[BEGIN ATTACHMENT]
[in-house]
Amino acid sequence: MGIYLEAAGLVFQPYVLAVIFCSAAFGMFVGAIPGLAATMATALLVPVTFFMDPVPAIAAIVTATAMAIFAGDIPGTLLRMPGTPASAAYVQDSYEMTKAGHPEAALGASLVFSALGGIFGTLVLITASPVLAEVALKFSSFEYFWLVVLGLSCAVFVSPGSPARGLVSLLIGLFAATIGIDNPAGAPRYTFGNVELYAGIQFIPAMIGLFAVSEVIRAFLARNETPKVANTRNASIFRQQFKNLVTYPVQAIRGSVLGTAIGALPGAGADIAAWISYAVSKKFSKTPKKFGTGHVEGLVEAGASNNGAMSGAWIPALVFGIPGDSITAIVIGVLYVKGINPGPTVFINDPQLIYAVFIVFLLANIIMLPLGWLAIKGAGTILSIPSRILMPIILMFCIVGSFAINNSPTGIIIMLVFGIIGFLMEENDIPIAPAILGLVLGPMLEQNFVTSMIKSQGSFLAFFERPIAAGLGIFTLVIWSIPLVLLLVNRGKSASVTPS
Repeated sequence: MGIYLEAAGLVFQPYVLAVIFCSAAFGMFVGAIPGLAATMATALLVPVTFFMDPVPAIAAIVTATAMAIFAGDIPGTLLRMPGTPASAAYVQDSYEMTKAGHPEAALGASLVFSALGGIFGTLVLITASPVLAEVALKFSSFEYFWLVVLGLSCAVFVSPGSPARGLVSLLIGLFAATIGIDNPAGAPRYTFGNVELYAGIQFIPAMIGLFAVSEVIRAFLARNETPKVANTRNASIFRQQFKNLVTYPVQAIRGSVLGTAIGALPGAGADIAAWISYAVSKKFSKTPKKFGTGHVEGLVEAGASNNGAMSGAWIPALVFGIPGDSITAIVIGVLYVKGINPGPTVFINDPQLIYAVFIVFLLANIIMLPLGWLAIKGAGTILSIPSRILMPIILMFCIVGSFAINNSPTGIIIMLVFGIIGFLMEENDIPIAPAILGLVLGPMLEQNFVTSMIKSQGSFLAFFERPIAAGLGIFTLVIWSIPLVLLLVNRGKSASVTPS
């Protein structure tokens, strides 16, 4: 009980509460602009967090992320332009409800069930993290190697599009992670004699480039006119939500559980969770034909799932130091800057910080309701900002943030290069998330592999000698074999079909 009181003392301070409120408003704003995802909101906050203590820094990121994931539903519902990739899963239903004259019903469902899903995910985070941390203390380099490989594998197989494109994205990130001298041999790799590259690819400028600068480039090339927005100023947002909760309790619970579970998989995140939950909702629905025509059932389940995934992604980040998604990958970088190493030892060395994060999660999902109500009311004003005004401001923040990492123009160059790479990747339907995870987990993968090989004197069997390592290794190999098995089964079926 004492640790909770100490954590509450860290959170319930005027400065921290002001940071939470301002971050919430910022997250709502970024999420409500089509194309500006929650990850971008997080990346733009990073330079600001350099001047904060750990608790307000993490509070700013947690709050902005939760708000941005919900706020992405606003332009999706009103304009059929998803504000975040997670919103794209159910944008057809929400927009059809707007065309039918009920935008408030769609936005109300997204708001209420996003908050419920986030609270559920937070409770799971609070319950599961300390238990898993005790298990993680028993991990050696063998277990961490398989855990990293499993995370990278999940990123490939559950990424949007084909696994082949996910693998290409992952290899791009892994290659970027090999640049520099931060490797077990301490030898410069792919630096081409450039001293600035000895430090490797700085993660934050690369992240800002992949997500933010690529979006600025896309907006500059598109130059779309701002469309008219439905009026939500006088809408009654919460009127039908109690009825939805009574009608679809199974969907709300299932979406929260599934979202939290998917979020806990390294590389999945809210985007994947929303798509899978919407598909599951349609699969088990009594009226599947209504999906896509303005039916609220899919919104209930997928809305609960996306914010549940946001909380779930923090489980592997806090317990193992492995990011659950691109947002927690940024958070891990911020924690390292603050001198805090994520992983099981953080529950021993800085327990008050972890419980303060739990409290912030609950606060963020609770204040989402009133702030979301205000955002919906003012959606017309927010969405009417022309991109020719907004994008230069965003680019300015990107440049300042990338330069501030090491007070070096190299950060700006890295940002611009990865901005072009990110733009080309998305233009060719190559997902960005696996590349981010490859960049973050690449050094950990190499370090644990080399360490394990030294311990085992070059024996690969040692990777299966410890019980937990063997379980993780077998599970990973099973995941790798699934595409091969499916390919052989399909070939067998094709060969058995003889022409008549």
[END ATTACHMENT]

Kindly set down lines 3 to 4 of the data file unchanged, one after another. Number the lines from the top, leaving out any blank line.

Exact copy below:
Repeated sequence: MGIYLEAAGLVFQPYVLAVIFCSAAFGMFVGAIPGLAATMATALLVPVTFFMDPVPAIAAIVTATAMAIFAGDIPGTLLRMPGTPASAAYVQDSYEMTKAGHPEAALGASLVFSALGGIFGTLVLITASPVLAEVALKFSSFEYFWLVVLGLSCAVFVSPGSPARGLVSLLIGLFAATIGIDNPAGAPRYTFGNVELYAGIQFIPAMIGLFAVSEVIRAFLARNETPKVANTRNASIFRQQFKNLVTYPVQAIRGSVLGTAIGALPGAGADIAAWISYAVSKKFSKTPKKFGTGHVEGLVEAGASNNGAMSGAWIPALVFGIPGDSITAIVIGVLYVKGINPGPTVFINDPQLIYAVFIVFLLANIIMLPLGWLAIKGAGTILSIPSRILMPIILMFCIVGSFAINNSPTGIIIMLVFGIIGFLMEENDIPIAPAILGLVLGPMLEQNFVTSMIKSQGSFLAFFERPIAAGLGIFTLVIWSIPLVLLLVNRGKSASVTPS
């Protein structure tokens, strides 16, 4: 009980509460602009967090992320332009409800069930993290190697599009992670004699480039006119939500559980969770034909799932130091800057910080309701900002943030290069998330592999000698074999079909 009181003392301070409120408003704003995802909101906050203590820094990121994931539903519902990739899963239903004259019903469902899903995910985070941390203390380099490989594998197989494109994205990130001298041999790799590259690819400028600068480039090339927005100023947002909760309790619970579970998989995140939950909702629905025509059932389940995934992604980040998604990958970088190493030892060395994060999660999902109500009311004003005004401001923040990492123009160059790479990747339907995870987990993968090989004197069997390592290794190999098995089964079926 004492640790909770100490954590509450860290959170319930005027400065921290002001940071939470301002971050919430910022997250709502970024999420409500089509194309500006929650990850971008997080990346733009990073330079600001350099001047904060750990608790307000993490509070700013947690709050902005939760708000941005919900706020992405606003332009999706009103304009059929998803504000975040997670919103794209159910944008057809929400927009059809707007065309039918009920935008408030769609936005109300997204708001209420996003908050419920986030609270559920937070409770799971609070319950599961300390238990898993005790298990993680028993991990050696063998277990961490398989855990990293499993995370990278999940990123490939559950990424949007084909696994082949996910693998290409992952290899791009892994290659970027090999640049520099931060490797077990301490030898410069792919630096081409450039001293600035000895430090490797700085993660934050690369992240800002992949997500933010690529979006600025896309907006500059598109130059779309701002469309008219439905009026939500006088809408009654919460009127039908109690009825939805009574009608679809199974969907709300299932979406929260599934979202939290998917979020806990390294590389999945809210985007994947929303798509899978919407598909599951349609699969088990009594009226599947209504999906896509303005039916609220899919919104209930997928809305609960996306914010549940946001909380779930923090489980592997806090317990193992492995990011659950691109947002927690940024958070891990911020924690390292603050001198805090994520992983099981953080529950021993800085327990008050972890419980303060739990409290912030609950606060963020609770204040989402009133702030979301205000955002919906003012959606017309927010969405009417022309991109020719907004994008230069965003680019300015990107440049300042990338330069501030090491007070070096190299950060700006890295940002611009990865901005072009990110733009080309998305233009060719190559997902960005696996590349981010490859960049973050690449050094950990190499370090644990080399360490394990030294311990085992070059024996690969040692990777299966410890019980937990063997379980993780077998599970990973099973995941790798699934595409091969499916390919052989399909070939067998094709060969058995003889022409008549």